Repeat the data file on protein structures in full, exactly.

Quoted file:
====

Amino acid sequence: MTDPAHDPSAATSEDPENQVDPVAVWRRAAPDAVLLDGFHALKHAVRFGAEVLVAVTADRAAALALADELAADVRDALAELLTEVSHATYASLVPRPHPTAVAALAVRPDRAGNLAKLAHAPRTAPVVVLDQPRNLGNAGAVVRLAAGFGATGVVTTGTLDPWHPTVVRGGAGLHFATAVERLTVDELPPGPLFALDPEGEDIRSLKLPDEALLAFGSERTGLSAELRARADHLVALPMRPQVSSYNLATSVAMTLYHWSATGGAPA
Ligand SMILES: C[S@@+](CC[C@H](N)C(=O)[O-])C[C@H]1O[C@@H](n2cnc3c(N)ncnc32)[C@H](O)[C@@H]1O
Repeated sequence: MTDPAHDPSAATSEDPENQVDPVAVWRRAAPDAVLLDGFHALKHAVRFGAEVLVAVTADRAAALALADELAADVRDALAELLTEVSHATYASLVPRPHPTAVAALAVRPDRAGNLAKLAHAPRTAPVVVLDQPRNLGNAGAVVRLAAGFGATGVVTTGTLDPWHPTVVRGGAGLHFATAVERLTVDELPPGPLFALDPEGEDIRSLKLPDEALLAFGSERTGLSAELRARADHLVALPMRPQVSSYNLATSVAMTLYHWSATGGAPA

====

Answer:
Amino acid sequence: MTDPAHDPSAATSEDPENQVDPVAVWRRAAPDAVLLDGFHALKHAVRFGAEVLVAVTADRAAALALADELAADVRDALAELLTEVSHATYASLVPRPHPTAVAALAVRPDRAGNLAKLAHAPRTAPVVVLDQPRNLGNAGAVVRLAAGFGATGVVTTGTLDPWHPTVVRGGAGLHFATAVERLTVDELPPGPLFALDPEGEDIRSLKLPDEALLAFGSERTGLSAELRARADHLVALPMRPQVSSYNLATSVAMTLYHWSATGGAPA
Ligand SMILES: C[S@@+](CC[C@H](N)C(=O)[O-])C[C@H]1O[C@@H](n2cnc3c(N)ncnc32)[C@H](O)[C@@H]1O
Repeated sequence: MTDPAHDPSAATSEDPENQVDPVAVWRRAAPDAVLLDGFHALKHAVRFGAEVLVAVTADRAAALALADELAADVRDALAELLTEVSHATYASLVPRPHPTAVAALAVRPDRAGNLAKLAHAPRTAPVVVLDQPRNLGNAGAVVRLAAGFGATGVVTTGTLDPWHPTVVRGGAGLHFATAVERLTVDELPPGPLFALDPEGEDIRSLKLPDEALLAFGSERTGLSAELRARADHLVALPMRPQVSSYNLATSVAMTLYHWSATGGAPA